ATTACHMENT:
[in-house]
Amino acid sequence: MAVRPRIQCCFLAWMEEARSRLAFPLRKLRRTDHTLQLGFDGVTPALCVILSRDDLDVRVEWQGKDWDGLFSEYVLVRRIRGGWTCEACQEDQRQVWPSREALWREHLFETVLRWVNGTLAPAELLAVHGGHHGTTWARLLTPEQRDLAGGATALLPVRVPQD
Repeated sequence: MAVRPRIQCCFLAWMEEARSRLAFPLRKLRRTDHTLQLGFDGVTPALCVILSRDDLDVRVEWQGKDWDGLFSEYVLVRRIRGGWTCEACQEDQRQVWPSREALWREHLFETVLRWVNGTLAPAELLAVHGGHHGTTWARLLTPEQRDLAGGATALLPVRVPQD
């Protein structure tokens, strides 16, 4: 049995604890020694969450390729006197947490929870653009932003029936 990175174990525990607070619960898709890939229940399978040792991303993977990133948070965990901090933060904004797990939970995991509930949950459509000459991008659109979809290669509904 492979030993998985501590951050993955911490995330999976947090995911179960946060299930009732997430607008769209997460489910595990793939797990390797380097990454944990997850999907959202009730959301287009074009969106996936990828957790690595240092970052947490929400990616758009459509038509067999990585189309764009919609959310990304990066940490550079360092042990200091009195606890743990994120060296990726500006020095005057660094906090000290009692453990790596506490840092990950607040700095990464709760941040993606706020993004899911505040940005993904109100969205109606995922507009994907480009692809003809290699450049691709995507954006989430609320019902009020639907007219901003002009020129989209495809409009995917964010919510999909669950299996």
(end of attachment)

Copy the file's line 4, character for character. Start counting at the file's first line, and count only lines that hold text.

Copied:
């Protein structure tokens, strides 16, 4: 049995604890020694969450390729006197947490929870653009932003029936 990175174990525990607070619960898709890939229940399978040792991303993977990133948070965990901090933060904004797990939970995991509930949950459509000459991008659109979809290669509904 492979030993998985501590951050993955911490995330999976947090995911179960946060299930009732997430607008769209997460489910595990793939797990390797380097990454944990997850999907959202009730959301287009074009969106996936990828957790690595240092970052947490929400990616758009459509038509067999990585189309764009919609959310990304990066940490550079360092042990200091009195606890743990994120060296990726500006020095005057660094906090000290009692453990790596506490840092990950607040700095990464709760941040993606706020993004899911505040940005993904109100969205109606995922507009994907480009692809003809290699450049691709995507954006989430609320019902009020639907007219901003002009020129989209495809409009995917964010919510999909669950299996």